Deborah Ann Rosati, the operator of the Heart 'N' Home Store located on Beechurst Avenue, testified regarding the effects of the dust and traffic congestion resulting from the trucks and the construction of the power plant.See footnote 12 Ms. Rosati stated, when asked about the trucks MEA proposes to use to haul its materials to and from the plant, that "I don't think it's going to be a very clean area to have a shop down there, to continue for me to put the hours in I do to clean, . . . I think that with all the trucks going in carrying coal, going out carrying the ash, all day long, it's not going to be a very clean area."
        Another property owner, William Duff,See footnote 13 testified that he can hear the traffic from Beechurst Avenue in his home, and that the loudest traffic noise comes from the trucks.See footnote 14 Mr. Duff testified that it is quite common to wait "at least five minutes" to turn left from Eighth Street onto Beechurst Avenue with the

current traffic congestion, and that if it is during the late afternoon "[y]ou might as well forget it" because it's "hard to get out."See footnote 15 Mr. Duff also testified that he believes that the installation of a traffic light will cause traffic coming down Monongahela Boulevard to be backed up "clear to the Coliseum." Mr. Duff testified that traffic was already backed up during rush hour. When asked whether having the trucks travel at nighttime would alleviate the congestion, Mr. Duff agreed that it would, but stated that the noise from the trucks would interfere with the residents' sleep. Finally, Mr. Duff testified that placing tarps on the coal trucks will not alleviate the dust problems caused by those trucks.See footnote 16
        John B. Brand, a partial owner of Sanders Floor Covering and one of four owners of the Seneca Center,See footnote 17 also testified on behalf of the plaintiffs. He testified that there had been an increase in the amount of traffic and dirt in the area after MEA began construction of the plant and the trucks began hauling materials in and out of the plant. Mr. Brand testified that the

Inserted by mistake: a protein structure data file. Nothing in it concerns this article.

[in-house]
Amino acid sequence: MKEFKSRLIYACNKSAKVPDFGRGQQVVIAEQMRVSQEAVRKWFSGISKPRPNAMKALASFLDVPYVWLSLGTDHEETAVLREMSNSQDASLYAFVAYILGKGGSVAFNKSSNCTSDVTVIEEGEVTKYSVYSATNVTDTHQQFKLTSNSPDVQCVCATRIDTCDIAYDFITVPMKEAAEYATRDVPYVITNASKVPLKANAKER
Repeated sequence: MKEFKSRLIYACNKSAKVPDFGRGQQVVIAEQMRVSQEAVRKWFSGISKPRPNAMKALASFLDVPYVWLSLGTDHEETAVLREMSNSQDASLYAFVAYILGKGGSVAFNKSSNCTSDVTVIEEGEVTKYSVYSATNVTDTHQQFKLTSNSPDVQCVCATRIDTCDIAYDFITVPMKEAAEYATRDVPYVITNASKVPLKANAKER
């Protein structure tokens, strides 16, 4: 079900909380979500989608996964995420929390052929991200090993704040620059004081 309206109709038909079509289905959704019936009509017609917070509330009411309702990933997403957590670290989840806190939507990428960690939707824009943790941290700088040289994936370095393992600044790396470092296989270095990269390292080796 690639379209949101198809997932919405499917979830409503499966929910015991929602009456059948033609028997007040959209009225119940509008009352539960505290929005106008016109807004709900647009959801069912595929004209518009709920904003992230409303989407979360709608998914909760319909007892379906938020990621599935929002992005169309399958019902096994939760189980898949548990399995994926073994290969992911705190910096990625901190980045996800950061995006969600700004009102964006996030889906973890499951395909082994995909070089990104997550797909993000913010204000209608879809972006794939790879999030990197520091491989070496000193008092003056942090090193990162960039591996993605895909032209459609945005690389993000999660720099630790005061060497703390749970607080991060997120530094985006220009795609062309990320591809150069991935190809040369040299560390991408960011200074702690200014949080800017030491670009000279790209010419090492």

Seneca Center has five less stores than it had before the construction of the plant was announced.See footnote 18 He also testified that Mr. Swartz, from Mid-Atlantic Energy Company, had represented to him and other merchants at the Seneca Center that seventy percent of the materials from the power plant would be barged.
        Richard J. Sanders, another owner of Sanders Floor Covering and the Seneca Center, testified that occupancy in the Seneca Center dropped from ninety percent to sixty-eight percent after the announcement of the construction of the power plant. Mr. Sanders also testified that Mr. Swartz represented to him that approximately seventy percent of the materials would be brought in by barge. He testified that he was told by Mr. Swartz that the traffic in the area would subside and that the air quality would be better than in the past.
        In the present case, the trucking operations complained of by the plaintiffs are anticipated, and have not yet occurred. The plaintiffs, therefore, had the heavy burden of proving that the proposed trucking of materials to and from the power plant facility constituted a private nuisance "beyond all ground of fair questioning." As we stated previously in this opinion, the plaintiffs had to show, pursuant to our holding in Hendricks, supra, that the proposed trucking would constitute "a substantial and unreasonable interference with the private use and enjoyment"